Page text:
Saturday, February 16, 2008

In Response to a Nude Photograph of Mina Loy, 1905

From a 1917 interview with Loy in the New York Evening Sun

I'm massively engaged with revisions to my third poetry collection, running up against a deadline, so the review I wished to publish on Raw Light today will have to wait a few more days until I have time to type it up.

Meanwhile, here's something for the weekend ...

The following poem, published in Boudicca & Co, discusses and celebrates the nude photograph I found online here of the experimental poet Mina Loy.


In Response to a Nude Photograph of Mina Loy, 1905

Women poets are not supposed to look like that,
did nobody tell you? The one
with the cigarette is bullish enough
but this, taken naked, face
against the wall with one arse cheek
suggestively raised
is the portrait of a muse, my dear.
In later years, your beauty was eclipsed by age.
Here your skin’s like frost, that white back
and hourglass waist
crying out to be marked, to be photographed.
Did it feel safer like this, turned away
in your nakedness,
to be stared at, lusted after?
‘Leave off looking to men to find out
what you are not,’ you said.
Then let me take you to to bed, Mina,
to the ostrich feather bed
of our imagination. There we’ll smoke
and make poetry all day, decadent
in our sticky love,
looking each other in the eye, drinking
each other’s blood
like tea from a china dish, steeped
in what it means to be us, spawning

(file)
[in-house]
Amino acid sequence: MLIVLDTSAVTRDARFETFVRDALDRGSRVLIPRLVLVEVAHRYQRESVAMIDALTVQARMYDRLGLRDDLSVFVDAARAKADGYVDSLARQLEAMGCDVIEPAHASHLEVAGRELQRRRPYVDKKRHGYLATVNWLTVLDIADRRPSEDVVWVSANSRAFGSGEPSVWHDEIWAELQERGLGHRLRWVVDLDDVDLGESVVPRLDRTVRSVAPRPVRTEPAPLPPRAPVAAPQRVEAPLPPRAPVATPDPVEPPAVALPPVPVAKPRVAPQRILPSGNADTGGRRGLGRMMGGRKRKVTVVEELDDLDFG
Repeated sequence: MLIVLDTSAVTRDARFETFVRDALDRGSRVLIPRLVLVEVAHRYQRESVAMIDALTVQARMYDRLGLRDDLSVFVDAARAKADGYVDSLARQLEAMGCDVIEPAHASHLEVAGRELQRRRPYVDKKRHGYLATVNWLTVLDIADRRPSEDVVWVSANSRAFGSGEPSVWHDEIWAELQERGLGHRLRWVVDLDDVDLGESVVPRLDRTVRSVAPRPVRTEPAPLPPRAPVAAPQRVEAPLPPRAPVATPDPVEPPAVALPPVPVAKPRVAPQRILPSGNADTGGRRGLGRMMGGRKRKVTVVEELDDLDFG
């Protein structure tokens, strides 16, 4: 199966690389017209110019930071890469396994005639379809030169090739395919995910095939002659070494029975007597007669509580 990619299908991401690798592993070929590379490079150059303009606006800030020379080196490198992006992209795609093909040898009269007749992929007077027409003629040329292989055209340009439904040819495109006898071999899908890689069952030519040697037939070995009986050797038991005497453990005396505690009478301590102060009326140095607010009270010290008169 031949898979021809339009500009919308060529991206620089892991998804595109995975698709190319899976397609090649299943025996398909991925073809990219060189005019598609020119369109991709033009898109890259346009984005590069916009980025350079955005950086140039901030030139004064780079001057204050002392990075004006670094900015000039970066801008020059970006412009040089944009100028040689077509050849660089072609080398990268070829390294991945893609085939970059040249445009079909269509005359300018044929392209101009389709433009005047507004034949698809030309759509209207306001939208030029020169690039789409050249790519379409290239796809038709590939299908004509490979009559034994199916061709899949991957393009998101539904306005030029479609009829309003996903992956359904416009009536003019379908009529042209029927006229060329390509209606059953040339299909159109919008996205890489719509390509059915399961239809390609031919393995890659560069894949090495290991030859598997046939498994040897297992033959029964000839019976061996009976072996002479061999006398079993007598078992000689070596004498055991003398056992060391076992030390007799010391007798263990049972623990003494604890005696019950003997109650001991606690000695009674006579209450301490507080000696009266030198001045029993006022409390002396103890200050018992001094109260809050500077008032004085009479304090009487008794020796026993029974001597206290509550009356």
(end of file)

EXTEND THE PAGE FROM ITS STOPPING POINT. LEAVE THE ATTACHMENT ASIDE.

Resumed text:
our poems like fish.


And to end, here's a rather lovely rough draft of Mina Loy's poem Love Songs I (1915)


Angela France said...

One of my favourites. I love (and am envious of)
in what it means to be us, spawning
our poems like fish.

Jane Holland said...

Thanks, Angela. I sweated blood over that poem; the struggle went on for some ten or twelve drafts, over a space of about six months. The ending was the hardest to get 'right', as usual - though the middle section of this poem was unexpectedly tricky too.

Here's one of those earlier drafts of the last few lines, where my ear was made entirely of cloth:

Step out of the frame, Mina, away from the controlling
gleam in his eye. Take my hand
and let me lead you to bed, to the ostrich feather bed
of our imaginations. There we can smoke
and make poetry all day, listening
to the raw sinuous rhythms of the moon.

Sorlil said...

I also loved this one from your collection, such tenderness with an air of violence especially from line 17 to the end, which is my favorite part!

Jane Holland said...

This poem's about poetic influence as much as anything else. And you can't afford to be too passive or sentimental about the poets who influence you, or you end up writing pastiche.

Hence the 'drinking each other's blood' image - a symbiotic influence, perhaps, as I imagine it here. The living poet drinks from the dead poet, and the dead poet drinks from the living poet, i.e. enjoys a little posthumous life through the act of poetic necrophilia!

I'm very pleased you both liked it.